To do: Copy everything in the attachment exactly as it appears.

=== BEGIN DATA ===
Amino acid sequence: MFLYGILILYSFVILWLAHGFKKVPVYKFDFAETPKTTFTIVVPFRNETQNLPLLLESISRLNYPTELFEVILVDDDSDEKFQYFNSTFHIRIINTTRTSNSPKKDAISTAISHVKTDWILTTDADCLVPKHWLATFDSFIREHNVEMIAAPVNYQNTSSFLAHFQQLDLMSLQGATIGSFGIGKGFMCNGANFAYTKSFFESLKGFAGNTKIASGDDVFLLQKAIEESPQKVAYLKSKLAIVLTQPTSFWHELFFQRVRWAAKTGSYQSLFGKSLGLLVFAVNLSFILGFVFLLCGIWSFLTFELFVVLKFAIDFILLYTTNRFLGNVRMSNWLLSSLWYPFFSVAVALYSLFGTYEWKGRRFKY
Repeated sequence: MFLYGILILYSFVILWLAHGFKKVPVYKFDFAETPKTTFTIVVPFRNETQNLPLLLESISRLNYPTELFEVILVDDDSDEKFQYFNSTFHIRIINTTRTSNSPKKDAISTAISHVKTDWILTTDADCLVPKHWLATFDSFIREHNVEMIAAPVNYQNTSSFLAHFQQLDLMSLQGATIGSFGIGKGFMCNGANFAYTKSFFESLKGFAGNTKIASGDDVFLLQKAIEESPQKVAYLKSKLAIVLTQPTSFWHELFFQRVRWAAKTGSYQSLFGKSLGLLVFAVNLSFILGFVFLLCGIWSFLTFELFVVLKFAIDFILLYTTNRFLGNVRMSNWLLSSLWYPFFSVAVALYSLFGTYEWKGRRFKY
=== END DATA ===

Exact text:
Amino acid sequence: MFLYGILILYSFVILWLAHGFKKVPVYKFDFAETPKTTFTIVVPFRNETQNLPLLLESISRLNYPTELFEVILVDDDSDEKFQYFNSTFHIRIINTTRTSNSPKKDAISTAISHVKTDWILTTDADCLVPKHWLATFDSFIREHNVEMIAAPVNYQNTSSFLAHFQQLDLMSLQGATIGSFGIGKGFMCNGANFAYTKSFFESLKGFAGNTKIASGDDVFLLQKAIEESPQKVAYLKSKLAIVLTQPTSFWHELFFQRVRWAAKTGSYQSLFGKSLGLLVFAVNLSFILGFVFLLCGIWSFLTFELFVVLKFAIDFILLYTTNRFLGNVRMSNWLLSSLWYPFFSVAVALYSLFGTYEWKGRRFKY
Repeated sequence: MFLYGILILYSFVILWLAHGFKKVPVYKFDFAETPKTTFTIVVPFRNETQNLPLLLESISRLNYPTELFEVILVDDDSDEKFQYFNSTFHIRIINTTRTSNSPKKDAISTAISHVKTDWILTTDADCLVPKHWLATFDSFIREHNVEMIAAPVNYQNTSSFLAHFQQLDLMSLQGATIGSFGIGKGFMCNGANFAYTKSFFESLKGFAGNTKIASGDDVFLLQKAIEESPQKVAYLKSKLAIVLTQPTSFWHELFFQRVRWAAKTGSYQSLFGKSLGLLVFAVNLSFILGFVFLLCGIWSFLTFELFVVLKFAIDFILLYTTNRFLGNVRMSNWLLSSLWYPFFSVAVALYSLFGTYEWKGRRFKY